"You were my little red-headed girl."
I lean over and whisper this as, on the screen above us, "The Peanuts Movie" is playing.
Poor Charlie Brown, too crippled by shyness and insecurity to croak out a greeting to the flame-haired object of his affection, is stumbling through various schemes to win her attention.
My wife laughs. "I knew you were going to say that," she tells me. Of course she did.
I have known her since 1967, fifth grade, 111th Street School in Watts. I guess I've loved her about as long. She had -- still has -- this great smile bright enough to read by.
Me, I was this shy and bookish kid who lived mostly in his own head. But from the first day of school, I was captivated by that smile.
She, on the other hand, didn't know I was alive. She'll say different, if you ask. Don't believe her.
Like Charlie Brown, I was forever torn between wanting and fearing her attention.
One day in class, some loud-mouthed girl asked me which girl I liked and swore on her immortal soul that if I told her, she would keep my secret until death.
"You like Marilyn Pickens?" she blurted out the instant I whispered it. Marilyn's head came up. She had heard her name, but had no idea what had been said.
I calmly stood, went into the cloakroom and hid until recess.
Then there's the time I got invited -- don't ask me how -- to her 11th birthday party. Went with my one friend, this fat kid named Tony, a social outcast like me.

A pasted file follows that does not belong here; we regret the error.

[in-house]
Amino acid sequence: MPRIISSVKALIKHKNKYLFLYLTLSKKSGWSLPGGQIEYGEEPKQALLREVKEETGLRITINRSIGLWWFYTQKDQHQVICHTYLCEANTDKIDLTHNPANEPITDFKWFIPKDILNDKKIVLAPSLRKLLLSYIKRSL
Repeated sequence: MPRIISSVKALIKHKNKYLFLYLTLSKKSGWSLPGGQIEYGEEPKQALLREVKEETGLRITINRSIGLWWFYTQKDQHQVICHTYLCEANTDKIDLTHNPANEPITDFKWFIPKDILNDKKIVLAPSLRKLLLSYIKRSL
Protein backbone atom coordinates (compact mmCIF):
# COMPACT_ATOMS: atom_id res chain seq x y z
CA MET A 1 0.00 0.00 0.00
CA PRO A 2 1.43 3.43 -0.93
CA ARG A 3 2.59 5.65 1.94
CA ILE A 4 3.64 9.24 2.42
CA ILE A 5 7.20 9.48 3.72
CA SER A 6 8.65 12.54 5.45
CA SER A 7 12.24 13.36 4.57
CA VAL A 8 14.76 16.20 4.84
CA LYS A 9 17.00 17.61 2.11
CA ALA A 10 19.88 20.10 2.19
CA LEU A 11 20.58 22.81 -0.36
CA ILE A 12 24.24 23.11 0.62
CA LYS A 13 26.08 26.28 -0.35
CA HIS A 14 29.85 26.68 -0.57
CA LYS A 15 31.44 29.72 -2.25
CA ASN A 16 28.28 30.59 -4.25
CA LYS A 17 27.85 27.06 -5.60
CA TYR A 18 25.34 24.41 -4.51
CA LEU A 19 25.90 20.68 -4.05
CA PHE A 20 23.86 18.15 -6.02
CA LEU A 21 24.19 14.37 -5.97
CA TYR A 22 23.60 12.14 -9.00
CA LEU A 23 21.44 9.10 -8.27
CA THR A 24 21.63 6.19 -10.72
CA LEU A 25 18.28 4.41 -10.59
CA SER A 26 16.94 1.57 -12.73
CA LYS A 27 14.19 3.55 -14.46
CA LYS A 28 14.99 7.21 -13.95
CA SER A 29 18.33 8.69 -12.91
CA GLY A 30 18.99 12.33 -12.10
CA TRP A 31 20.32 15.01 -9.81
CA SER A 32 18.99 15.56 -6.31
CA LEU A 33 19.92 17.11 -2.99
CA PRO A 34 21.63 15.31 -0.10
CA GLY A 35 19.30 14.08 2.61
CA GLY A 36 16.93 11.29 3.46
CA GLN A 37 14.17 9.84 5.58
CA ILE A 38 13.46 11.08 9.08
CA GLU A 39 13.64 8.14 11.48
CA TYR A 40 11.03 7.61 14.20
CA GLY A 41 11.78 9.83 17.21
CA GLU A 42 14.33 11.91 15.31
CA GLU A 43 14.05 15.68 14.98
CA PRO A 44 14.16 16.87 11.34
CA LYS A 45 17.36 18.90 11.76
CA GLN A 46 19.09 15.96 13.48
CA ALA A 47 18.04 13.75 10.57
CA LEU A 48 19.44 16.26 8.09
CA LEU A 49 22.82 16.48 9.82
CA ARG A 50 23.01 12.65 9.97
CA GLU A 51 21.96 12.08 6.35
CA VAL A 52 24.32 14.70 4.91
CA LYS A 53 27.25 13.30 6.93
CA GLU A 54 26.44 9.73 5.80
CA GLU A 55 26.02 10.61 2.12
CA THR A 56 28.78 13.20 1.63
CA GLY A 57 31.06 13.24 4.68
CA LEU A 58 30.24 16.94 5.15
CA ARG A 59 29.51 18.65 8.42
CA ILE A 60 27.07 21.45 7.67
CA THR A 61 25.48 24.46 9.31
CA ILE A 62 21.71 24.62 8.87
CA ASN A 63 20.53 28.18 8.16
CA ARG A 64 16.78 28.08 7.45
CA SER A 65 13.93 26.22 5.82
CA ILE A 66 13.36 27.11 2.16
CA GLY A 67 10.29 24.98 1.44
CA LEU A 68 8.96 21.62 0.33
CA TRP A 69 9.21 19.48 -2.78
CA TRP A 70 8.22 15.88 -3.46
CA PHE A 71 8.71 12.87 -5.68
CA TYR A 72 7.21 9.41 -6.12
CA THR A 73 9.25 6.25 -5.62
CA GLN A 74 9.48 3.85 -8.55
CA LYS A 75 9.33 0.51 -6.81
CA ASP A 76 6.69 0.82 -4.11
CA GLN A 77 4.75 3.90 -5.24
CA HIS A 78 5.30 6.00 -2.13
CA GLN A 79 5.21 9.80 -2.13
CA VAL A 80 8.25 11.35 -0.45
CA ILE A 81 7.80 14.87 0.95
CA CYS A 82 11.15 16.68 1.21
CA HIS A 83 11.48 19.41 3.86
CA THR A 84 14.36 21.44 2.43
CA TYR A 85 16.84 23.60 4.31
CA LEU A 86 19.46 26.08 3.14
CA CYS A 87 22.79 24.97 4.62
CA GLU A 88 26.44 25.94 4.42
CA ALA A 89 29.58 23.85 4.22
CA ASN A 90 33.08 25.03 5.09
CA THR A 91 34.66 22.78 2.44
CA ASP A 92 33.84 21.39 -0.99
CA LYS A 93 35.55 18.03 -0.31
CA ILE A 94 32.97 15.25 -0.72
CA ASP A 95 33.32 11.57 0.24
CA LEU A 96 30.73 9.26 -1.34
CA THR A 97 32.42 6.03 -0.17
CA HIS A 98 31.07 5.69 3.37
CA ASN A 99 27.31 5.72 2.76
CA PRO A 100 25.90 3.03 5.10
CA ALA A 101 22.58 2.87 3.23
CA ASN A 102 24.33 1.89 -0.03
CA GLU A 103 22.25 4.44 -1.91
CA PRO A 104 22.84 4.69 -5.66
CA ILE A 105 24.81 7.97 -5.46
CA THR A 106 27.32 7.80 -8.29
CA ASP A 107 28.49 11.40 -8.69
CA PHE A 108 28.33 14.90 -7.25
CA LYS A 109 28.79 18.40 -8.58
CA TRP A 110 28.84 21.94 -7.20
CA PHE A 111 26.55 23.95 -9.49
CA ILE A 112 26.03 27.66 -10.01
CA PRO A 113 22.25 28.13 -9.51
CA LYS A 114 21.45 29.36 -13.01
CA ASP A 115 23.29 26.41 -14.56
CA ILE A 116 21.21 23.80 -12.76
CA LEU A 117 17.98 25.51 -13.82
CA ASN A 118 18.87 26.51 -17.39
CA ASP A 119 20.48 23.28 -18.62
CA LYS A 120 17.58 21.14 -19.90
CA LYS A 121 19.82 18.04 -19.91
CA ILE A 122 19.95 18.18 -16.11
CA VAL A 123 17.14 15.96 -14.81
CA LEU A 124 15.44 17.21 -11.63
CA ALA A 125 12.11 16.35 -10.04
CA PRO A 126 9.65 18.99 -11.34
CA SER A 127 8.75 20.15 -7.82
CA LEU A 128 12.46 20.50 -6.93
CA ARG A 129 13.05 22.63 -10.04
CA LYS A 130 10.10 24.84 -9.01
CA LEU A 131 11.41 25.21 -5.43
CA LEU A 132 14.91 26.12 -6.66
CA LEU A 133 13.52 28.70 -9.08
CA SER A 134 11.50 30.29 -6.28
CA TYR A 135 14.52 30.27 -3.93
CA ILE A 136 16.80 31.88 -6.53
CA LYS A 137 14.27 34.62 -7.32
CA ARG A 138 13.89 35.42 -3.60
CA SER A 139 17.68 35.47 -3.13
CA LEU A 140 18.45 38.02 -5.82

Because I dance with the fluid grace of a hippopotamus on roller skates, my plan was that he and I would keep each other company standing against the wall, looking cool. Or at least, trying our best.
Two records in, Tony abandoned me and joined the scrum of kids gyrating in the middle of the floor. This included the birthday girl, resplendent in a pink miniskirt.
He's out there dancing and having fun with "my" girl and I'm over there clinging to the wall like paint. The hot dance of the moment was called the L.A. Stomp.
"It's easy," Tony assured me breathlessly when he returned to the wall. "All you've got to do is stomp."
I looked at him. I may have even stroked my chin. Next song, I was out there stomping like I was trying to turn grapes into wine, trying to kill roaches, trying to put out a fire, all the while grinning in desperate hope.
I don't think Marilyn even looked my way.
So this is a column for kids like me, for the Charlie Brown kids, the shy kids, the bookish, weird, inward-dwelling kids who wander the halls feeling solitary and unseen in the shadows of light cast by classmates whose lives by comparison seem charmed. This is a column for kids picked on and misunderstood and eating lunch alone.
I only attended 111th St. School for six months before we suddenly moved.
As I had never found the nerve to say hello, I never got the chance to say goodbye. I remember staring morosely out the car window as we drove past the school, hoping for one last glimpse. The car drove on and I knew with a dull certainty that I would never see her again.
I have always loved Charlie Brown for the same reason I loved Peter Parker: They were melancholy and shy, sweetly neurotic souls, perpetually overmatched by the world. But they never gave in. Always, they found their way back to hope.
Charlie Brown could never kick that football, never fly that kite, never know the joy of a winning baseball season. But he never stopped trying, either.
There is something to be said for trying -- or more accurately, for refusing not to try. Life is not life without hope. And every once in a while, if hope is stubborn enough, it is vindicated.
"You were my little red-headed girl," I say.
"I knew you were going to say that," she says. She laughs.
And we sit there in the dark, holding hands.